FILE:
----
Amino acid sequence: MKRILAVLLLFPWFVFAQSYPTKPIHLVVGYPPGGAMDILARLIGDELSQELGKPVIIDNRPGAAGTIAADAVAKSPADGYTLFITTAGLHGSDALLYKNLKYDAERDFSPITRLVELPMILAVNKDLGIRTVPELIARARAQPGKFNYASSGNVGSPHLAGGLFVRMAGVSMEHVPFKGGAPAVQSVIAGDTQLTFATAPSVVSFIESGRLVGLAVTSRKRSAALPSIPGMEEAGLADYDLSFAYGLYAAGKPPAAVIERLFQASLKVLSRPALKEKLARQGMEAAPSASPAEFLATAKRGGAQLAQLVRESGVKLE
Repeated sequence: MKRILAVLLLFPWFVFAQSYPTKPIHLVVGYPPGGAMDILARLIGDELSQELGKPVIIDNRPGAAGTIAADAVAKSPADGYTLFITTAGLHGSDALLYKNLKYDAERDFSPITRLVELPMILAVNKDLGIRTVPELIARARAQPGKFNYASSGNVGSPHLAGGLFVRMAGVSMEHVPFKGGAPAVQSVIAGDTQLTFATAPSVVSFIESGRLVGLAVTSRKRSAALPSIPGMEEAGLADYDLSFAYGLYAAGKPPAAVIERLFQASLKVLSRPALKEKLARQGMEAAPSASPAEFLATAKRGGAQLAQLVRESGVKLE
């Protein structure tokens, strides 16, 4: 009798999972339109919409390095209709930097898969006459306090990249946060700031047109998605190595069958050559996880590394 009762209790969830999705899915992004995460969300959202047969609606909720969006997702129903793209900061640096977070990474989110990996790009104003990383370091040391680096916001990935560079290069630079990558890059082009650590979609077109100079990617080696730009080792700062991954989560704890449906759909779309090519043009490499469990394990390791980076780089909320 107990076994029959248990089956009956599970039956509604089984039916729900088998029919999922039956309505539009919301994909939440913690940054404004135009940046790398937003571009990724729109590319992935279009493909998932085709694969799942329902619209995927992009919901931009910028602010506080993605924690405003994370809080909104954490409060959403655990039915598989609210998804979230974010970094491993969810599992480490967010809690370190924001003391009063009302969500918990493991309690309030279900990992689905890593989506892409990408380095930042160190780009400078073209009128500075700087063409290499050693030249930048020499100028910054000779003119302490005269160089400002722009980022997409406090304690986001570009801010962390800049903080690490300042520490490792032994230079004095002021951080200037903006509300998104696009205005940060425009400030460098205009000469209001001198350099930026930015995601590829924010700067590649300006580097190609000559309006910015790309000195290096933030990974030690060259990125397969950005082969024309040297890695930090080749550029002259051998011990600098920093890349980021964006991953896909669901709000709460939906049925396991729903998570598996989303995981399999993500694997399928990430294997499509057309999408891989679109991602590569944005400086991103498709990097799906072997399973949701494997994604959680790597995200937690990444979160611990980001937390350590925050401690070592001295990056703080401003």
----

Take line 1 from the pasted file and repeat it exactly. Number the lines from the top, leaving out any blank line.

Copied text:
Amino acid sequence: MKRILAVLLLFPWFVFAQSYPTKPIHLVVGYPPGGAMDILARLIGDELSQELGKPVIIDNRPGAAGTIAADAVAKSPADGYTLFITTAGLHGSDALLYKNLKYDAERDFSPITRLVELPMILAVNKDLGIRTVPELIARARAQPGKFNYASSGNVGSPHLAGGLFVRMAGVSMEHVPFKGGAPAVQSVIAGDTQLTFATAPSVVSFIESGRLVGLAVTSRKRSAALPSIPGMEEAGLADYDLSFAYGLYAAGKPPAAVIERLFQASLKVLSRPALKEKLARQGMEAAPSASPAEFLATAKRGGAQLAQLVRESGVKLE